4 Steps to Happy Healthy Smiles

Tooth decay can have a surprisingly profound effect on your child’s development, and can quickly snowball at an alarming rate. Pain and discomfort effects eating and sleeping patterns, which in turn can affect nutrition, healthy growth and healthy weight gain. When in pain, your child’s ability to concentrate can also be affected having a knock on effect on learning at school or nursery.  The good news! Tooth decay is largely preventable and here are the 4 main steps to healthy smiles;

Tooth brushing:

  • Brush your baby’s teeth as soon as they erupt into the mouth
  • Continue to brush your child’s teeth for them until they are at least 7 years old – it’s a battle worth having in the long run.
  • Always brush twice a day, Do not give anything sugary after the last night time brush.
  • Use a systematic approach; Outside, inside and biting surfaces.  Include gums too.
  • Spit out the excess toothpaste after brushing but not to rinse as this washes away the fluoride
  • Cradling their chin in your hand should also help you reach all areas of their mouth.
  • Encouragement and praise always helps – see Aquafresh website for some ideas

Diet:

Reduce how often you give drinks and food containing sugar to your child. Every time sugar enters the mouth, the teeth suffer an acid attack. They need a break between attacks to stay healthy. Sugar is ok in small amounts at meal times but not in snacks between meals.

Only give water or milk between meals – cordials, squashes, fizzy drinks, baby drinks, flavoured water, flavoured milk, fruit juice and smoothies all contain sugars so should be confined to meal times only and should never be put in a babies bottle as this can cause severe decay.  Dilute fresh fruit juice one part juice to 10 parts water and encourage the use of a straw. Try to avoid giving sweetened foods right from weaning – they can encourage a sweet tooth. Be careful to keep snacks small though, too much snack food can make your child fussy and not interested at mealtimes. Processed foods often contain a lot of sugar – check the labels for glucose, fructose, maltose and sucrose and try to limit your child’s total intake to 30g a day. One can of baked beans contains 20g of sugar, a glass of fresh orange juice contains 20g and one Fruit Shoot contains 30g!! surprisingly!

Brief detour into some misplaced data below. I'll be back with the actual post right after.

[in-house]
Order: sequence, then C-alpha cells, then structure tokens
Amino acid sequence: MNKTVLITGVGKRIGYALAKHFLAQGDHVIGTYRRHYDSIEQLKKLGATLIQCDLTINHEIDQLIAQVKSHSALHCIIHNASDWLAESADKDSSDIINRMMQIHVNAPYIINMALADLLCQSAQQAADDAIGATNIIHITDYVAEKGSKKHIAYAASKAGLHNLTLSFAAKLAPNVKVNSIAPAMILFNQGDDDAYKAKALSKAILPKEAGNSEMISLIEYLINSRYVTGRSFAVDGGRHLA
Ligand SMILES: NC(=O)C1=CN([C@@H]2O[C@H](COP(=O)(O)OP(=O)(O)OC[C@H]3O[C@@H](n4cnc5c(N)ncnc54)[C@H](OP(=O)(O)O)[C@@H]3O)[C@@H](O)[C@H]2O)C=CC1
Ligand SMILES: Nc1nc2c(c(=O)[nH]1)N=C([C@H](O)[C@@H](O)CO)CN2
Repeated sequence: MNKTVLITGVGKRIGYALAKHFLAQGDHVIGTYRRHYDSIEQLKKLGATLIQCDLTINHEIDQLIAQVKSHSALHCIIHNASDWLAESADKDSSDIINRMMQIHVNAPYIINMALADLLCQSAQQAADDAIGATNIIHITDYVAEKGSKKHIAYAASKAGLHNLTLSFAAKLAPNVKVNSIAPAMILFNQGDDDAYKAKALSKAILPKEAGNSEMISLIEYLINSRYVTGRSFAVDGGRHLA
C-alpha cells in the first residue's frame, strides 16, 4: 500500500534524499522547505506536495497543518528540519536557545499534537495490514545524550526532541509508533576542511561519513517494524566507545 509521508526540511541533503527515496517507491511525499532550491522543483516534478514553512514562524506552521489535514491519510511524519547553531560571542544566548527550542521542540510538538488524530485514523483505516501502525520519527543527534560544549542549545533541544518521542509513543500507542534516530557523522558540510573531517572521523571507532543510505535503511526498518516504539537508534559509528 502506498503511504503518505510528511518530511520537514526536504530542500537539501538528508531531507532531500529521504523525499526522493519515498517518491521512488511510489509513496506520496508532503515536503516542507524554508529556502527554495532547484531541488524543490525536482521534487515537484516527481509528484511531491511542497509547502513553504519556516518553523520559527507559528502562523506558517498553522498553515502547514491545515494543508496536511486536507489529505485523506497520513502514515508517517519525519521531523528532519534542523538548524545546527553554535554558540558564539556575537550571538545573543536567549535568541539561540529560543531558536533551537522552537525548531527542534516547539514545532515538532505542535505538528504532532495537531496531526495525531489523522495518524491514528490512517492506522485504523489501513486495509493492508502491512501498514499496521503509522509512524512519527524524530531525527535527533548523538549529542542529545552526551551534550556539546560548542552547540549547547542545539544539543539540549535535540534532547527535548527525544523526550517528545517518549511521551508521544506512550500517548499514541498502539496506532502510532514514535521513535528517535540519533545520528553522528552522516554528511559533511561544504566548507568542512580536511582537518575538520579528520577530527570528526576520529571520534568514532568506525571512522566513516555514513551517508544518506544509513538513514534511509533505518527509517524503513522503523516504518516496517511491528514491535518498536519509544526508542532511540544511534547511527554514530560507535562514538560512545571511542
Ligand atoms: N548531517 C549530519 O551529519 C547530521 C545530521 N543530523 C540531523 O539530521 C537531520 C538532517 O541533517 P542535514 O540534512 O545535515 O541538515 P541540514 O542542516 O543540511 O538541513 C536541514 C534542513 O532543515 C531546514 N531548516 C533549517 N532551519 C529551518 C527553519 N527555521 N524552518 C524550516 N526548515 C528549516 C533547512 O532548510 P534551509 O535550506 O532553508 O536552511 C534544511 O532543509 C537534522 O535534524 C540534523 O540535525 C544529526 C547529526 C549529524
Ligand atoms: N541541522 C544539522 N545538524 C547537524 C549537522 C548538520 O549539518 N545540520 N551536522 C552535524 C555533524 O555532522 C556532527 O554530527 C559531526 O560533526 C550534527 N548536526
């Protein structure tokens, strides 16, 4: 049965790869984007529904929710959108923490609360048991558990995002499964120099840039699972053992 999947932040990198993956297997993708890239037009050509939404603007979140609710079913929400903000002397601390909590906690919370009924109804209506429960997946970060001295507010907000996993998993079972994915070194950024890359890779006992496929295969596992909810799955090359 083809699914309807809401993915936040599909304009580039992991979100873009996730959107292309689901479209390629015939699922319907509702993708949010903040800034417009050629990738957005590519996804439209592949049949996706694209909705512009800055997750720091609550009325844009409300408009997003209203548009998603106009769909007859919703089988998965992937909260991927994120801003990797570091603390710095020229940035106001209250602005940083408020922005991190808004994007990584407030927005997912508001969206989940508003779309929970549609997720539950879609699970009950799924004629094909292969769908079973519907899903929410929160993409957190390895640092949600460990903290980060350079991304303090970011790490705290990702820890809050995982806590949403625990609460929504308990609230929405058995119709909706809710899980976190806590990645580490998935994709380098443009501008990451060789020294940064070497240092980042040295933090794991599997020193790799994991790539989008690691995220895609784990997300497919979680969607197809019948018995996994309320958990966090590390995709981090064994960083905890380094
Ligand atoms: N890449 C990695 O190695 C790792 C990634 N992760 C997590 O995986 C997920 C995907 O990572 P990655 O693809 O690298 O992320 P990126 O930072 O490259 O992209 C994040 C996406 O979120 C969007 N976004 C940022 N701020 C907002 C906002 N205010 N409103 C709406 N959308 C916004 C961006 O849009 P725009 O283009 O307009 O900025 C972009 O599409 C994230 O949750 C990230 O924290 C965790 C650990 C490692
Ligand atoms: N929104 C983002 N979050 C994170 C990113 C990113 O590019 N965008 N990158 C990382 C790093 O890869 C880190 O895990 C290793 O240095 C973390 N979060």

Fluoride:

Fluoride hardens tooth enamel thus making it more resistant to decay. Fluoride is not added to the water supply in the West Country so it is important that you and your children use fluoride toothpaste twice a day. Children under 3 should use toothpaste no less than 1000ppm (parts per million) fluoride. Adults and children over 3 should use toothpaste 1350-1500ppm fluoride. There are some lovely flavours available other than mint but just make sure the fluoride content is correct. High concentration fluoride varnish can be applied to children’s teeth by a dental professional as a preventative measure. Recommended amounts of fluoride toothpaste should be used: 0-3 year-olds: smear that covers less than ¾ of the brush; 3-6 year olds : a pea-sized amount

Visit the Dentist:

Prevention is better than cure – nip those early signs of decay in the bud with regular dental check-ups. Often fillings, crowns and extractions can be prevented with fluoride varnish application or fissure sealants (a plastic coating applied to the biting surface of molar teeth) early on. Most of us have an unpleasant experience at the dentist we can recall and nerves associated with it – try not to let that rub off on your child, chances are if you’re taking them regularly they won’t have to go through too many unpleasentries. Regular visits will build your child’s confidence reducing the likelihood of them feeling too worried. All NHS treatment is free for under 18’s visit www.nhs.uk/dentists to find your local NHS practice. Finally – thanks for reading this and if you have any questions ask your dentist or have a read of the British Dental Health Foundation’s website www.dentalhealth.org .

by
Ellie Johnson BA, HEDip
Dental Hygiene Therapist

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